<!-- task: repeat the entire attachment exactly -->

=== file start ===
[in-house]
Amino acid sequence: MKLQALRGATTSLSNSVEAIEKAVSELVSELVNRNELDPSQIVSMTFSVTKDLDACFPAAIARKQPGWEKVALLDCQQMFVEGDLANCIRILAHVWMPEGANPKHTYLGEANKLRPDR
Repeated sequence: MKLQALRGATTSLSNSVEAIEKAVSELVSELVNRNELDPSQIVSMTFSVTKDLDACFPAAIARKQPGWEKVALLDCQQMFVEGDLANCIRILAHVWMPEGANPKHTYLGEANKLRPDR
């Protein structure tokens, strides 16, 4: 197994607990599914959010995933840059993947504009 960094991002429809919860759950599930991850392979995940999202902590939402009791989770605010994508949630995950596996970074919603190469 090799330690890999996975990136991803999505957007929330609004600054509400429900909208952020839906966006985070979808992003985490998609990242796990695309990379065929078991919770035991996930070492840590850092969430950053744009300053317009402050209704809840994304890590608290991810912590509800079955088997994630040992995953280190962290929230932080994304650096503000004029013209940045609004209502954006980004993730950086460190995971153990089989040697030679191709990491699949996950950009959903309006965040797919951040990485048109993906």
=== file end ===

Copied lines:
[in-house]
Amino acid sequence: MKLQALRGATTSLSNSVEAIEKAVSELVSELVNRNELDPSQIVSMTFSVTKDLDACFPAAIARKQPGWEKVALLDCQQMFVEGDLANCIRILAHVWMPEGANPKHTYLGEANKLRPDR
Repeated sequence: MKLQALRGATTSLSNSVEAIEKAVSELVSELVNRNELDPSQIVSMTFSVTKDLDACFPAAIARKQPGWEKVALLDCQQMFVEGDLANCIRILAHVWMPEGANPKHTYLGEANKLRPDR
């Protein structure tokens, strides 16, 4: 197994607990599914959010995933840059993947504009 960094991002429809919860759950599930991850392979995940999202902590939402009791989770605010994508949630995950596996970074919603190469 090799330690890999996975990136991803999505957007929330609004600054509400429900909208952020839906966006985070979808992003985490998609990242796990695309990379065929078991919770035991996930070492840590850092969430950053744009300053317009402050209704809840994304890590608290991810912590509800079955088997994630040992995953280190962290929230932080994304650096503000004029013209940045609004209502954006980004993730950086460190995971153990089989040697030679191709990491699949996950950009959903309006965040797919951040990485048109993906």